Crewe

Revenue protection managers and senior conductors working on London Northwestern services to/from Liverpool and Crewe, handing over old uniforms to Major Steven Watson from the Crewe branch of The Salvation Army and Justin Frost from The Salvation Army Trading Company


London Euston

Platform and ticket office staff at London Euston handing over old uniforms to Captain Lorraine Kinnear, from The Salvation Army Chalk Farm branch and Lt Colonel Alison Burns, who worked across London for The Salvation Army before recently retiring.


ENDS


For further information on this release, call our press office on 03300 955150 or email press.office@wmtrains.co.uk


About the Salvation Army Trading Company, charity shops and associated activities

The Salvation Army is a registered charity in 127 countries, offering unconditional friendship, and practical help to people of all ages, backgrounds and needs. Extending a helping hand to those who are homeless, friendless and in need, The Salvation Army passionately believes that no one is beyond hope, however great their problems.

The Salvation Army was one of the first ever charities to run a second-hand clothing shop to provide the poor with affordable clothes. Today, between the Salvation Army Trading Company and The Salvation Army’s churches and community centres, there are now over 380 charity shops in the UK and Ireland.Everything sold is good quality and affordable.

Salvation Army Trading Company’s first charity shop opened in 1993 and now operates a network of over 200 shops, employing over 370 people and more than 2,500 volunteers. The shops sell a variety of second-hand goods, from bargains and collectables to a fantastic range of fashions, household items, film, music and bestselling books.

Textiles are the UK’s fastest growing household waste stream. By reusing and recycling textiles the amount sent to landfill can be significantly reduced.

The charity is working to a target of zero waste. Less than 1% of what is collected through clothing collection initiatives in the UK is sent to landfill while the other 99% is reused or recycled.

For more information on the wider work of The Salvation Army and The Salvation Army Trading Companygo to http://www.satradingco.org/about/the-salvation-army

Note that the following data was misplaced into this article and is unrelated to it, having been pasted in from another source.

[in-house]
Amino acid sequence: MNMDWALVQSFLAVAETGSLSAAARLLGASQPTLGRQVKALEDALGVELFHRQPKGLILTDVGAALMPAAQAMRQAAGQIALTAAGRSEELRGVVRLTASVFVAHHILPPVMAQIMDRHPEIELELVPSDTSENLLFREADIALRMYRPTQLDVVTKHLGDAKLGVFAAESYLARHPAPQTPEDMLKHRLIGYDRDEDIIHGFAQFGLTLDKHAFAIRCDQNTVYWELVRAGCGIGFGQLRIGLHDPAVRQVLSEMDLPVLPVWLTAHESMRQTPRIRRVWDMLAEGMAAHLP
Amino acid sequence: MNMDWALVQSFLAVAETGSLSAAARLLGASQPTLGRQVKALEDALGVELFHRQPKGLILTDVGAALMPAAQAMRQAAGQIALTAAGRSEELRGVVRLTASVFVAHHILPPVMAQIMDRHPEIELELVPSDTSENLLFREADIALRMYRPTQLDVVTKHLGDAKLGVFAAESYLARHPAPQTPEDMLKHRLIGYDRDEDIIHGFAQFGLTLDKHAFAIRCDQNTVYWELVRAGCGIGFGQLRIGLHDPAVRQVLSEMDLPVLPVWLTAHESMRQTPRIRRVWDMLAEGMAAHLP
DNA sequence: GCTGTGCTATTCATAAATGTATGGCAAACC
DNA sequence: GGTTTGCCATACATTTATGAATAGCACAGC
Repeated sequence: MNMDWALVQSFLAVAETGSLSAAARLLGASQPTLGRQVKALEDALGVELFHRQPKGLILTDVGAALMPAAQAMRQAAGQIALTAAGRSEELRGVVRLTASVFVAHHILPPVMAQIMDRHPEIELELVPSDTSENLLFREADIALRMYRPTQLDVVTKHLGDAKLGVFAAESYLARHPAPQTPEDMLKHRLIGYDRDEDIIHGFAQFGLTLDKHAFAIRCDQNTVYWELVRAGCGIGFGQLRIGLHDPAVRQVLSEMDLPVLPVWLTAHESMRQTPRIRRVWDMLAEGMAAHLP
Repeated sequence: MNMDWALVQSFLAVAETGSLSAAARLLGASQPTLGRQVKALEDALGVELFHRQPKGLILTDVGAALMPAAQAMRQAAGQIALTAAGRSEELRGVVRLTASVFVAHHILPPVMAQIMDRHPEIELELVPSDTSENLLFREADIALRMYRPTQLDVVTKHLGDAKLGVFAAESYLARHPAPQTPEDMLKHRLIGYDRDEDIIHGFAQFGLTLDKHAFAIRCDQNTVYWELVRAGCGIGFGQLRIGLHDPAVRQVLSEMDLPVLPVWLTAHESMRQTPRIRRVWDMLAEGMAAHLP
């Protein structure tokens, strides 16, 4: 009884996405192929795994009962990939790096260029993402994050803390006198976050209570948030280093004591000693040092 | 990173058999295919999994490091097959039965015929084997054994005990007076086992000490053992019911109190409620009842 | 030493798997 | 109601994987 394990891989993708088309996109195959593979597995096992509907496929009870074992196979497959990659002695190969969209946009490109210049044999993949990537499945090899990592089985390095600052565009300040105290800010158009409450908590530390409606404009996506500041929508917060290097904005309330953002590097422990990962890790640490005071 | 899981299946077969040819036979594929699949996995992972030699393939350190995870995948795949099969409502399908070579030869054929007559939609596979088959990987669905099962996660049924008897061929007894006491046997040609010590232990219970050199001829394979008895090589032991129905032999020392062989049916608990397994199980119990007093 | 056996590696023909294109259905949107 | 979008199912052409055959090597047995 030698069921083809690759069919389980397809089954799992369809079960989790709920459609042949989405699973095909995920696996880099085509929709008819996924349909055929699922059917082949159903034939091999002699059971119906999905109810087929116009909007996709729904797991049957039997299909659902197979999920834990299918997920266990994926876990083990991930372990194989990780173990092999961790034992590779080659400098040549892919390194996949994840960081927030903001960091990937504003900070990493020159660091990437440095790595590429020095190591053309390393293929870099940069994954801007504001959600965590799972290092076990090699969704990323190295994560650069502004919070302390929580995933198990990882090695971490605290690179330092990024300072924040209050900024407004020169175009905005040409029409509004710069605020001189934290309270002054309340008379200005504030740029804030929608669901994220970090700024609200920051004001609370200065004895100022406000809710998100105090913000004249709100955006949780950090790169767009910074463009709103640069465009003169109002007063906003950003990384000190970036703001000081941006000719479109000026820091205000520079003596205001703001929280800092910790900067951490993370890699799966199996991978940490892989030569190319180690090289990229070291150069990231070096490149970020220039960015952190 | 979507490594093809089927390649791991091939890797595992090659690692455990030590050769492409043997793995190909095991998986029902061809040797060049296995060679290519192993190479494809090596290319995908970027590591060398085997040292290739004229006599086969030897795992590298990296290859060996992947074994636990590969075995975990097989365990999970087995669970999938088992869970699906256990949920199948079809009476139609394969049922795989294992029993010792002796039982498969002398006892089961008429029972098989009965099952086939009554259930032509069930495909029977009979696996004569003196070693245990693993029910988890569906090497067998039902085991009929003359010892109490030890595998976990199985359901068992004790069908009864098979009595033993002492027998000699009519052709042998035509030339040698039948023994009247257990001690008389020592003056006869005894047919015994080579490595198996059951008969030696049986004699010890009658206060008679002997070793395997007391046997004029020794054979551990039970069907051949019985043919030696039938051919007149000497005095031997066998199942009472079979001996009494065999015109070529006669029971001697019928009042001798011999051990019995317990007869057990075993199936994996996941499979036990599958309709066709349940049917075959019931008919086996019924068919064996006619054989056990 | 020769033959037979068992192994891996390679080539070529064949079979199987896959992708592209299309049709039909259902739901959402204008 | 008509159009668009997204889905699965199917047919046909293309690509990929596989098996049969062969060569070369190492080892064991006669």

About West Midlands Trains

For further information on this release, call our press office on 03300 955150 or email press.office@wmtrains.co.uk

West Midlands Trains operates both West Midlands Railway and London Northwestern Railway services.

  • London Northwestern Railway services operate between Liverpool and Birmingham, and on the West Coast mainline to and from London Euston.
  • West Midlands Railway services operate to destinations across the West Midlands via Birmingham New Street.

For more information on these services visit westmidlandsrailway.co.uk or londonnorthwesternrailway.co.uk

The West Midlands Trains franchise started on 10 December 2017 and will run until 2025/26.

West Midlands Trains operates 1,300 services a day, manages 150 stations and provides over 70 million passenger journeys a year. Over the course of the franchise, West Midlands Trains will be investing £1 billion into the rail network to deliver new trains, improved routes and station upgrades. This will include 400 new train carriages across the network and space for an extra 85,000 passengers into Birmingham and London at peak times.

The franchise is a joint venture between Abellio (70.1% share) and East Japan Railway Company / Mitsui & Co., Ltd (29.9% share in a 50:50 split). Abellio is the international passenger transport subsidiary of the Dutch national railway company, Nederlandse Spoorwegen. In the UK, Abelllio operates ScotRail and Greater Anglia train services, Merseyrail services in a joint venture with Serco and buses through Abellio London. For more information visit www.abellio.com